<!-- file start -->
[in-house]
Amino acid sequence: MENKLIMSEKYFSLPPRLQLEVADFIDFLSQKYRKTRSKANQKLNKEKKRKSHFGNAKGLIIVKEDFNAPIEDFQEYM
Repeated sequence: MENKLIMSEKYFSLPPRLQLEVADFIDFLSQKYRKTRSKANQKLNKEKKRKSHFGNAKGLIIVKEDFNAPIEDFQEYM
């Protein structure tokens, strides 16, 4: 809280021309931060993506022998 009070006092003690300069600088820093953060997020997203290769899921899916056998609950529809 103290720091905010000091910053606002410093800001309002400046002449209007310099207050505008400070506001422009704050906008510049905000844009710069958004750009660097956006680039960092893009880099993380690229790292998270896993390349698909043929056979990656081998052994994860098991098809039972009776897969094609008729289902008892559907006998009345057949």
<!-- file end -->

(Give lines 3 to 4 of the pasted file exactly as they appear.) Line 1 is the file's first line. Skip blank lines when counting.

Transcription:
Repeated sequence: MENKLIMSEKYFSLPPRLQLEVADFIDFLSQKYRKTRSKANQKLNKEKKRKSHFGNAKGLIIVKEDFNAPIEDFQEYM
């Protein structure tokens, strides 16, 4: 809280021309931060993506022998 009070006092003690300069600088820093953060997020997203290769899921899916056998609950529809 103290720091905010000091910053606002410093800001309002400046002449209007310099207050505008400070506001422009704050906008510049905000844009710069958004750009660097956006680039960092893009880099993380690229790292998270896993390349698909043929056979990656081998052994994860098991098809039972009776897969094609008729289902008892559907006998009345057949």